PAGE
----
China’s Overseas Ports Acquisition Program



Genevieve Donnellon-May | Australian Institute of International Affairs

China is a powerhouse in global trade. Its rapid growth has been significantly fuelled by decades of rising exports, bringing new emphasis to the role ports play in trade and strategic relations.

As the main arteries of global trade, economic entry points, and nodes of geostrategic power projection, ports are key to global and regional economies, connecting land and sea. In recent years, increasing Chinese investments in foreign ports have attracted media attention. The concentration of these highly strategic investments has lent legitimacy to fears that the means of global trade, once decentralised, have been slowly accumulating in a handful of Chinese state-owned enterprises (SOEs).

According to researchers from the United States Naval War College and Indiana University, Chinese and Hong Kong-based companies own or operate (in terminal leases or concessions) more than 90 ports in 53 countries. Other estimates suggest that China has investments or similar arrangements in over 100 ports with at least one in every continent except Antarctica.

China’s overseas investments in ports

Most of the port investments are along the National Development and Reform Commission’s three “blue economic passages.” The first passage links China to the Indian Ocean, Africa, and the Mediterranean; the second passage links China to Australia and the Southern Pacific; and the third passage links China to Europe via the Arctic Ocean.

The main Chinese investors in overseas ports and terminals are SOEs – prized national conglomerates with direct links to and controls within the Communist Party apparatus. One of the largest Chinese SOE investors in foreign ports is China Shipping Corporation (COSCO), the world’s largest terminal operator. Most of its port investments can be found in developed countries and along major global shipping routes. China Merchants Group (CMG), China’s other major port investor, by contrast has invested in emerging markets.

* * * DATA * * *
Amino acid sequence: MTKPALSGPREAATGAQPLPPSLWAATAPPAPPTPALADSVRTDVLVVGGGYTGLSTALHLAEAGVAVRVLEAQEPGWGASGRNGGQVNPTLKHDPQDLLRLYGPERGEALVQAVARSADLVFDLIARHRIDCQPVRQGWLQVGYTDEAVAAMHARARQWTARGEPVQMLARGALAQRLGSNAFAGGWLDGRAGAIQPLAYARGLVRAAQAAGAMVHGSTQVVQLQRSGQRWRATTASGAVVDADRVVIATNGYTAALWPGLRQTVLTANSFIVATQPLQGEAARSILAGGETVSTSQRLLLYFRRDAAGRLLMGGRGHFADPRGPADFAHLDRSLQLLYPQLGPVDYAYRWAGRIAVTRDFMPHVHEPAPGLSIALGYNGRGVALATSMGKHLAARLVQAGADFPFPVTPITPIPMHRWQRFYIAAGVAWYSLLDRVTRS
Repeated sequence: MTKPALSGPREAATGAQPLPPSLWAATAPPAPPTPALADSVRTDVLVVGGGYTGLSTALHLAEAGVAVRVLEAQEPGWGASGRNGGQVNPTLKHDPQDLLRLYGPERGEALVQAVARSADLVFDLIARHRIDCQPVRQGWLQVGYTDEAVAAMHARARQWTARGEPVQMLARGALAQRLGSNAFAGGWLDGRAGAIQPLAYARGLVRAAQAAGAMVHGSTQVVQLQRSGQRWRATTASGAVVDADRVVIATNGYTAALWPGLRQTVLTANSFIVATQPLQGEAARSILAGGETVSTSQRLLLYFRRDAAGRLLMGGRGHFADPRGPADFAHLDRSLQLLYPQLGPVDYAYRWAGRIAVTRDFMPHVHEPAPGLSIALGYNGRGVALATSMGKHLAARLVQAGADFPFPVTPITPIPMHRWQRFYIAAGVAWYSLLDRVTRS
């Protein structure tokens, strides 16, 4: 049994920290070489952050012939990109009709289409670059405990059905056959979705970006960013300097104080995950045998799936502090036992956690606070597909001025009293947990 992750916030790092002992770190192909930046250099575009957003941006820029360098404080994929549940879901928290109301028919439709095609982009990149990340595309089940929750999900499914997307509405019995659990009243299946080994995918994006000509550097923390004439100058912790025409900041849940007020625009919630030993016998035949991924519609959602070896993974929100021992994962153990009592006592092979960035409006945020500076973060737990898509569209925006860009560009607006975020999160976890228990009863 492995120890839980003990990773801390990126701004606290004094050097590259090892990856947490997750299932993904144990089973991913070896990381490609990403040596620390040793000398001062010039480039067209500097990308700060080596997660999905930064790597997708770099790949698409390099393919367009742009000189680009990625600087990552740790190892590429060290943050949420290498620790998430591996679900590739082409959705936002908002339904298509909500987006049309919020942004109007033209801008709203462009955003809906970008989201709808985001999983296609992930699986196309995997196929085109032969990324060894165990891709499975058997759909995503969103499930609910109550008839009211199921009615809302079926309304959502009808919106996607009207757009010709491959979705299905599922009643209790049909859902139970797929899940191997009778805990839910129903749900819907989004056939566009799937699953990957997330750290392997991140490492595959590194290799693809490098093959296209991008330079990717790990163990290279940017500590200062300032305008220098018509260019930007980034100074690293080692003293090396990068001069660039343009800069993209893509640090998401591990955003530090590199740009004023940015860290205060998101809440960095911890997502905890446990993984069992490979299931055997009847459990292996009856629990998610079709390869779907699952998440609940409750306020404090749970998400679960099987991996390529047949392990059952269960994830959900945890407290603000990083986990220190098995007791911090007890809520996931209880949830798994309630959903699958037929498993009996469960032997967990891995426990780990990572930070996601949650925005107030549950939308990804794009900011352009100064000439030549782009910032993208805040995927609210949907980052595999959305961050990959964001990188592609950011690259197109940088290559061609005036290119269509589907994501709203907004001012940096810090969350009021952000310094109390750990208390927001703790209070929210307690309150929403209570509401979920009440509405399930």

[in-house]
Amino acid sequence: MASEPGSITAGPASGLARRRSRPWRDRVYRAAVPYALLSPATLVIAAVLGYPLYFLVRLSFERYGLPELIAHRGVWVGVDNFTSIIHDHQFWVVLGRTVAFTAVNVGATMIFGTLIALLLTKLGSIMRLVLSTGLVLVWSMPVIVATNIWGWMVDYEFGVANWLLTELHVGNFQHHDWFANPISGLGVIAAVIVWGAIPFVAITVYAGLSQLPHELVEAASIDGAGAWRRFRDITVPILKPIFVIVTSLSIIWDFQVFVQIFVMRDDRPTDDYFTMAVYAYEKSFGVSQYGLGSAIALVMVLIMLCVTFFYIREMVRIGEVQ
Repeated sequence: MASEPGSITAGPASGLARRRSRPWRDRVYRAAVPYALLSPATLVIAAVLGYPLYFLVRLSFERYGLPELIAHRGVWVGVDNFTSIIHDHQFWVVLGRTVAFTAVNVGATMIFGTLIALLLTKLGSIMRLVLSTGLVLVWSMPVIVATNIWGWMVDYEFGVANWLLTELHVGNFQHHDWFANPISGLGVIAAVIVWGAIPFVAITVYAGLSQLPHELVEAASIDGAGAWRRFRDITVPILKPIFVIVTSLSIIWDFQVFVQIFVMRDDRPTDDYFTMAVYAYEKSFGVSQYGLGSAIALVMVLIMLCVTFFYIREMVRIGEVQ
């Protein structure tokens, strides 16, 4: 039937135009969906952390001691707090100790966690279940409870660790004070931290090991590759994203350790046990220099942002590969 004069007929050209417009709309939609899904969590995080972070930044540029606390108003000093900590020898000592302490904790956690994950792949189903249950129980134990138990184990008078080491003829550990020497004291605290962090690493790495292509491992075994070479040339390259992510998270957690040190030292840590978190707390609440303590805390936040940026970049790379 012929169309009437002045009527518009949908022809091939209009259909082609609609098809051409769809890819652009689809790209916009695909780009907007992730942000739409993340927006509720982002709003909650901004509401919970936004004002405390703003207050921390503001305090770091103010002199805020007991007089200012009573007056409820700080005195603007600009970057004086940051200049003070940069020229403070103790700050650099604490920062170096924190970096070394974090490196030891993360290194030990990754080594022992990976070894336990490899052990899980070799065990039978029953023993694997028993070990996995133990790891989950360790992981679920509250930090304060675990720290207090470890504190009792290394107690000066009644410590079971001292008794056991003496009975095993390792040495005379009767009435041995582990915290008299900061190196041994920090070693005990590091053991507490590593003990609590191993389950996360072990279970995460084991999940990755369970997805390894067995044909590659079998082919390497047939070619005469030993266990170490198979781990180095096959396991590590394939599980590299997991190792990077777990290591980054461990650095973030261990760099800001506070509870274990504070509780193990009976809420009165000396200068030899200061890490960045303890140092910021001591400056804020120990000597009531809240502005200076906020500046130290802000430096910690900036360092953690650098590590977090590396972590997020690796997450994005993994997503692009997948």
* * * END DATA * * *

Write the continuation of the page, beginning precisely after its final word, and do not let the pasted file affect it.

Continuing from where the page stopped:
According to a 2020 Nikkei Asia report, between 2010 and 2019, Chinese companies, like COSCO and CMG, invested in 25 port projects in 18 countries, spending almost US$11 billion overseas.

Security concerns

These investments have raised concerns over Beijing’s potential to dominate international shipping and its concomitant ability to influence, and even control, important sea lanes and energy supply routes. This is alongside China’s overseas acquisitions of resources (such as water), technology, and infrastructure.

The Nikkei report noted that investments in foreign ports by Chinese SOEs have allowed China to gain access to strategic maritime hubs as part of the Belt and Road Initiative’s 21st century Maritime Silk Road, an “aggressive investment campaign that has raised concerns about Beijing’s growing clout across the world.”

Recently, the expansion of Beijing’s footprint at Khalifa Port (UAE), ownership stake in a fuels storage terminal at the Port of Fujairah (UAE), and investments in the Duqm Port in Oman have further stoked fears of what this centralisation of Chinese power and presence in the Middle East means, particularly near the Strait of Hormuz, an importat global chokepoint.

In response, various governments have sought to block Chinese companies from gaining ownership or majority stakes in terminals and ports. This includes the US, but also Bangladesh, which cancelled a contract with China to build a deep-sea port at Sonadia in 2016, believed to be due to pressure from the US and India. Meanwhile, Canberra has said it would review the 2015 grant of a 99-year lease of the Port of Darwin to the local unit of a Chinese SOE.

Concerns in the West

There are three main concerns in the West regarding investments in foreign ports by Chinese SOEs. The first is that these investments could give Beijing access to sensitive or classified information through surveillance (such as tracking the movements of communications and ships), spying, and data gathering capabilities.